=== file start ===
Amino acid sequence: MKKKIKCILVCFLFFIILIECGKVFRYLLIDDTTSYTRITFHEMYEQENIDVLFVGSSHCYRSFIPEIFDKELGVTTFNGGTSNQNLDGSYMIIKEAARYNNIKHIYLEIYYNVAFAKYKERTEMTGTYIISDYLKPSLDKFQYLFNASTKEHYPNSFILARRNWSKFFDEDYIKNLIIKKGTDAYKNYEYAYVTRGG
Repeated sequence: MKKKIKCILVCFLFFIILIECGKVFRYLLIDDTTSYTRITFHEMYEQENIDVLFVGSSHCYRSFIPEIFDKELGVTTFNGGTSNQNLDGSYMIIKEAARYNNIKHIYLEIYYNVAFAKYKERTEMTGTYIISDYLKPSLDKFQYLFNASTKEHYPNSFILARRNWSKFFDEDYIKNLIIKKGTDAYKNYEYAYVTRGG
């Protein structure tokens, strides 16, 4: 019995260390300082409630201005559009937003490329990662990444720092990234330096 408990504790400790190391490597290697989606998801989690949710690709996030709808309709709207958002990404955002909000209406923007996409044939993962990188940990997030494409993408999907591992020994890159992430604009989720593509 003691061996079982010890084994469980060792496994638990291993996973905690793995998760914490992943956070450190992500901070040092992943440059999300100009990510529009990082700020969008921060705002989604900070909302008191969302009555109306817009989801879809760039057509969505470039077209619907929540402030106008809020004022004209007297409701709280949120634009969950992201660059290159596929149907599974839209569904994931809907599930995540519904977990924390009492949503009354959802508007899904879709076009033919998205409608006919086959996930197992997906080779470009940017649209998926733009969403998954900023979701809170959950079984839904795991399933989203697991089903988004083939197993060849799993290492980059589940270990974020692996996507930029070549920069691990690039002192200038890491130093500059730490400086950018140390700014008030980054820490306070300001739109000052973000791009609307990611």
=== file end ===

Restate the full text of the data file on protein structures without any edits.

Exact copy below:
Amino acid sequence: MKKKIKCILVCFLFFIILIECGKVFRYLLIDDTTSYTRITFHEMYEQENIDVLFVGSSHCYRSFIPEIFDKELGVTTFNGGTSNQNLDGSYMIIKEAARYNNIKHIYLEIYYNVAFAKYKERTEMTGTYIISDYLKPSLDKFQYLFNASTKEHYPNSFILARRNWSKFFDEDYIKNLIIKKGTDAYKNYEYAYVTRGG
Repeated sequence: MKKKIKCILVCFLFFIILIECGKVFRYLLIDDTTSYTRITFHEMYEQENIDVLFVGSSHCYRSFIPEIFDKELGVTTFNGGTSNQNLDGSYMIIKEAARYNNIKHIYLEIYYNVAFAKYKERTEMTGTYIISDYLKPSLDKFQYLFNASTKEHYPNSFILARRNWSKFFDEDYIKNLIIKKGTDAYKNYEYAYVTRGG
């Protein structure tokens, strides 16, 4: 019995260390300082409630201005559009937003490329990662990444720092990234330096 408990504790400790190391490597290697989606998801989690949710690709996030709808309709709207958002990404955002909000209406923007996409044939993962990188940990997030494409993408999907591992020994890159992430604009989720593509 003691061996079982010890084994469980060792496994638990291993996973905690793995998760914490992943956070450190992500901070040092992943440059999300100009990510529009990082700020969008921060705002989604900070909302008191969302009555109306817009989801879809760039057509969505470039077209619907929540402030106008809020004022004209007297409701709280949120634009969950992201660059290159596929149907599974839209569904994931809907599930995540519904977990924390009492949503009354959802508007899904879709076009033919998205409608006919086959996930197992997906080779470009940017649209998926733009969403998954900023979701809170959950079984839904795991399933989203697991089903988004083939197993060849799993290492980059589940270990974020692996996507930029070549920069691990690039002192200038890491130093500059730490400086950018140390700014008030980054820490306070300001739109000052973000791009609307990611």